Modern New Zealand hip hop has evolved into many styles, and artists such as Team Dynamite, Homebrew, Louie Knuxx, Rizvan and the like are popular in New Zealand, and artists tend to incorporate many elements from different genres. Classic artists such as Che Fu and King Kapisi are still very much current in the music scene and perform regularly also, and have been a major influence on the sound of hip hop in this country.

APRA Silver Scroll Award

The annual APRA Silver Scroll Awards in New Zealand is a prestigious honour for New Zealand songwriters. In 1999, King Kapisi became the first hip hop artist to receive the Silver Scroll Award for his single Reverse Resistance. In 2002, Che Fu (and Godfrey de Grut) won for Misty Frequencies, Nesian Mystik in 2004 with their single For the People, and in 2004, Scribe and P-Money won with their huge hit Not Many.[8]

Notable artists


Breakdancing first came to New Zealand via TV, Movies and American Samoa through Western Samoa in the early 1980s. One can see the influence of Samoan culture in New Zealand's appropriation of breakdancing specifically through language. The term "bopping," for example, comes from a Samoan pronunciation of popping, one of the elements in breakdance, where a dancer will move in a stilted fashion, isolating their limbs robotically.[9] After its initial period of popularity, breakdancing fell out of fashion for most of the 1990s. Late in that decade it underwent a revival, and breakdancing stages can be found at events such as the Aotearoa Hip-Hop Summit.[10]

The nearly three decades of Samoan involvement in street dance and rap music in California has significantly impacted Samoan cultural production in other places where Samoans have settled, including New Zealand.[11] The dancing in New Zealand is heavily influenced by American dances.

One reason break dancing became popular was that many youth saw it as a way of being recognized or a channel of identity. Maori youth that had little chance of being recognized for accomplishments in school or sport found break dancing as a new way to achieve recognition. Early on, New Zealand even sponsored a national break dancing competition for young Maori and Pacific Islanders. This helped many young breakers to realize their potential by giving them a nation audience.[1][12]

Many of the Maori and Pacific Island youth found alternative possibilities to organize their daily lives. Images of street dance arriving via imported American media - such as the movies Flashdance or Beat Street granted a legitimacy to their efforts. This gave a boost of confidence for both Maori and the children of recent immigrants, and the American street dance forms such as popping, locking and breaking created a friendly environment for the Maori and Pacific Islander youth in order to fashion their own styles and codes.[13]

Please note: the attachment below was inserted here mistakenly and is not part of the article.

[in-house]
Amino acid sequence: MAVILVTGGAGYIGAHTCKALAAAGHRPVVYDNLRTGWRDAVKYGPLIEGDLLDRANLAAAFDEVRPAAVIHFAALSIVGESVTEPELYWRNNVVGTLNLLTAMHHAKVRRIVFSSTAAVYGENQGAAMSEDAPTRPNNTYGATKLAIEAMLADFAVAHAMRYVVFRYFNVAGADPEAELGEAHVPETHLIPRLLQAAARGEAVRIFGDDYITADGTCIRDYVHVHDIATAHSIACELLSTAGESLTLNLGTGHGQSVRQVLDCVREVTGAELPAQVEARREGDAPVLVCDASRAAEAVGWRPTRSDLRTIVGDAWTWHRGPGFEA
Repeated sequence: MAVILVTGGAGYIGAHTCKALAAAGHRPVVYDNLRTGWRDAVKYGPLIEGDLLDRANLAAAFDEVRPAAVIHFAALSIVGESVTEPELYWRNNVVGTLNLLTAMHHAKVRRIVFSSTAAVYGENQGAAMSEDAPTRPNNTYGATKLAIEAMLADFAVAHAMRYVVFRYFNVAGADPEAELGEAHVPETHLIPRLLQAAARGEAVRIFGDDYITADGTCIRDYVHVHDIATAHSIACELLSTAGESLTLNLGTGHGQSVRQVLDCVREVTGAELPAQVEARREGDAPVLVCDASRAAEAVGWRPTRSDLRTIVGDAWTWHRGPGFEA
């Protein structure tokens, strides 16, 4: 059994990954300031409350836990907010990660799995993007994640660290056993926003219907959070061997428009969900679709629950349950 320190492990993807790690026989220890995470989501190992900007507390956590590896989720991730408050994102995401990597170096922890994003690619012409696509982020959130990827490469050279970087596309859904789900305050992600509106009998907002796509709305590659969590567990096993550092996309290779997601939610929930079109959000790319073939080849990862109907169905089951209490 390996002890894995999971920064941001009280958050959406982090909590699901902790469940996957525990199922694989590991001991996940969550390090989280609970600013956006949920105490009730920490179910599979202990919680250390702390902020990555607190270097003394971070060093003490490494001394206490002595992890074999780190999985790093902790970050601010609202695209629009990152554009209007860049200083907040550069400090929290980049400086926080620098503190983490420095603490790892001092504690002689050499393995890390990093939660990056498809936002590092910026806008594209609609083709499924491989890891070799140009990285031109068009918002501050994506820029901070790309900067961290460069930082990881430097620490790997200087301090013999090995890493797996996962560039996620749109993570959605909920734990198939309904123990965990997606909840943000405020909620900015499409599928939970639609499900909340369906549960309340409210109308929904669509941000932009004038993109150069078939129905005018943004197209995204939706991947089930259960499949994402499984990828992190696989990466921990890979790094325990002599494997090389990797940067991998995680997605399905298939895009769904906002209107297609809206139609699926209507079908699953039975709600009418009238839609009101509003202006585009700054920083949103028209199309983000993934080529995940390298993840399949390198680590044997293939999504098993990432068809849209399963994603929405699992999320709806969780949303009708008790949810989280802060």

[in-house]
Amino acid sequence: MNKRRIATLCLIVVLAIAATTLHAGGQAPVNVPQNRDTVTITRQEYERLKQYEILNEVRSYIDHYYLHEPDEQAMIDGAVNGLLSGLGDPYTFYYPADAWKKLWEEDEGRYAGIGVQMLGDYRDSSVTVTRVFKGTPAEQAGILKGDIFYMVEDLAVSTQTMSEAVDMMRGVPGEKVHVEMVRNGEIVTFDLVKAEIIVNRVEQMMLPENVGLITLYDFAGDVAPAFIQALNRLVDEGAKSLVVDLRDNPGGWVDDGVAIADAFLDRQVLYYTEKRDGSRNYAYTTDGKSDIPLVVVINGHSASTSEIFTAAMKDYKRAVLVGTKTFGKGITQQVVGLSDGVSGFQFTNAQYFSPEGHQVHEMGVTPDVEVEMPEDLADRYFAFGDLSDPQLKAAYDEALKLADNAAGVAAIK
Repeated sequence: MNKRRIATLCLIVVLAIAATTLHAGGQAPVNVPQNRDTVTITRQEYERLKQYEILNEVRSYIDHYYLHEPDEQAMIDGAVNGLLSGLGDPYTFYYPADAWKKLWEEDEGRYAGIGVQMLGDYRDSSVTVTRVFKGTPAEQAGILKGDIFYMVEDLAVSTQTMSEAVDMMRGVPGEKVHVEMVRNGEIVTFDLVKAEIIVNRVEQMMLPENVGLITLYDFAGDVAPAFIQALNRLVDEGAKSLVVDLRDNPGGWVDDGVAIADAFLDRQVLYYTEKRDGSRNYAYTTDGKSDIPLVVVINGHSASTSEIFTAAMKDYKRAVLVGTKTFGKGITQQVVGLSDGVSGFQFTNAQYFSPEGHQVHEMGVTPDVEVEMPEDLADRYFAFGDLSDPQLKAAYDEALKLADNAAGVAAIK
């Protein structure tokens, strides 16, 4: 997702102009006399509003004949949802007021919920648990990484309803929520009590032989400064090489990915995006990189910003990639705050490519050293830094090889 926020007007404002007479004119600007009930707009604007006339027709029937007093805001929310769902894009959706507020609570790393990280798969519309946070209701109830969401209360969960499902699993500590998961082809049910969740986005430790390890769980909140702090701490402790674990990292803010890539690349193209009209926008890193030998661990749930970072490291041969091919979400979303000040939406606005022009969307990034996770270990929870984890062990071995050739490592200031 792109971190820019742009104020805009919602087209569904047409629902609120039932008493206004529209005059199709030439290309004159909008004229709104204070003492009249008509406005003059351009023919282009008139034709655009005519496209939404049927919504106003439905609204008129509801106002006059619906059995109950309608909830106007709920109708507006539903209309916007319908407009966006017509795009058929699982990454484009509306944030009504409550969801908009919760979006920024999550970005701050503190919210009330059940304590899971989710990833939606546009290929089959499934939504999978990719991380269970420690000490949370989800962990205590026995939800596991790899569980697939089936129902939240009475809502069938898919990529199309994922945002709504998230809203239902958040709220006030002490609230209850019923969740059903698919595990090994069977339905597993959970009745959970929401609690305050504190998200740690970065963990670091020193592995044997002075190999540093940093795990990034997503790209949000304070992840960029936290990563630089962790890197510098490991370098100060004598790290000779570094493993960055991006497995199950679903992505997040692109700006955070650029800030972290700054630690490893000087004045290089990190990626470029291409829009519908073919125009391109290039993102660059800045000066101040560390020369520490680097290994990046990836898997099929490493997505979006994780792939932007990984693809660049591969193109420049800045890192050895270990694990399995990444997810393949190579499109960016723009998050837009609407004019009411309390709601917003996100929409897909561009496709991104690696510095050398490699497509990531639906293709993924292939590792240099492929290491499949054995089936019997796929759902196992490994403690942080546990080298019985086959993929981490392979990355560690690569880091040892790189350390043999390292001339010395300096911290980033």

Graffiti art

As elsewhere, New Zealand graffiti art takes two forms: bombing (usually large scale and multi-coloured, using paint and generally requiring some artistic skill) and tagging (stylised writing of the tagger's 'tag' name). Both are fairly underground, although some bombers have achieved some positive recognition. In terms of style both are very similar to overseas models, although a Māori or Pacific influence can sometimes be detected. DLT is a Maori graffiti artist.


  1. ^ a b c Mitchell, Tony. "Kia Kaha! (Be Strong!): Māori and Pacific Islander Hip-hop in Aotearoa-New Zealand." In Global Noise: Rap and Hip-Hop Outside the USA, ed. Tony Mitchell, 280-305. Middletown: Wesleyan University Press, 2001.
  2. ^ Henderson, April K. “Dancing Between Islands: Hip Hop and the Samoan Diaspora.” In The Vinyl Ain’t Final: Hip Hop and the Globalization of Black Popular Culture, ed. by Dipannita Basu and Sidney J. Lemelle, 180-199. London; Ann Arbor, MI: Pluto Press, 200
  3. ^ Cultural Self-Esteem - The Resource | The Next
  4. ^ Henderson, April K. “Dancing Between Islands: Hip Hop and the Samoan Diaspora.” In The Vinyl Ain’t Final: Hip Hop and the Globalization of Black Popular Culture, ed. by Dipannita Basu and Sidney J. Lemelle, 186-187. London; Ann Arbor, MI: Pluto Press, 200
  5. ^ New Zealand Hip Hop - A selection of New Zealand Hip Hop Artists
  6. ^ Hip Hop Book Wins Montana Award
  7. ^ Smashproof smash 23-year-old singles chart record
  8. ^
  9. ^ Kopytko, Tania. "Breakdance as an Identity Marker in New Zealand." Yearbook for Traditional Music Vol. 18 (1986): 21-28.
  10. ^
  11. ^ Henderson, April K. “Dancing Between Islands: Hip Hop and the Samoan Diaspora.” In The Vinyl Ain’t Final: Hip Hop and the Globalization of Black Popular Culture, ed. by Dipannita Basu and Sidney J. Lemelle, 180-199. London; Ann Arbor, MI: Pluto Press, pg 183
  12. ^ Kopytko, Tania "Breakdance as an Identity Marker in New Zealand"pp. 21-28
  13. ^ Dancing Between Islands: Hip Hop and the Samoan Diaspora. April K. Henderson, p.192-194.